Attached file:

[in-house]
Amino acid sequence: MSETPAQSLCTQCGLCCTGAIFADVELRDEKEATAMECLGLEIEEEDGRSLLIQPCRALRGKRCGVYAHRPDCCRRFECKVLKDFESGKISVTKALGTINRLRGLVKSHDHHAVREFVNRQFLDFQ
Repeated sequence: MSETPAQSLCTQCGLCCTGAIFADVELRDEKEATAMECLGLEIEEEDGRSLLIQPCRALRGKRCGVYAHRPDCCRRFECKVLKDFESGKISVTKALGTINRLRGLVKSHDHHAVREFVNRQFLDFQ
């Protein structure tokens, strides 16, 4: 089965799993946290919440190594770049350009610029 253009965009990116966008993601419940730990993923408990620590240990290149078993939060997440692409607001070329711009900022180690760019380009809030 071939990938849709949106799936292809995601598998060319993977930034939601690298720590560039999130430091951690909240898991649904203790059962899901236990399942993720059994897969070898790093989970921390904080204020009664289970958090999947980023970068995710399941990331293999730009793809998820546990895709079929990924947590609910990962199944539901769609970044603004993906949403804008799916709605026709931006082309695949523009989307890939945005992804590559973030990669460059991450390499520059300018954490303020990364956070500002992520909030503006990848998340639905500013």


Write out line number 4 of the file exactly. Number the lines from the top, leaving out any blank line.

């Protein structure tokens, strides 16, 4: 089965799993946290919440190594770049350009610029 253009965009990116966008993601419940730990993923408990620590240990290149078993939060997440692409607001070329711009900022180690760019380009809030 071939990938849709949106799936292809995601598998060319993977930034939601690298720590560039999130430091951690909240898991649904203790059962899901236990399942993720059994897969070898790093989970921390904080204020009664289970958090999947980023970068995710399941990331293999730009793809998820546990895709079929990924947590609910990962199944539901769609970044603004993906949403804008799916709605026709931006082309695949523009989307890939945005992804590559973030990669460059991450390499520059300018954490303020990364956070500002992520909030503006990848998340639905500013």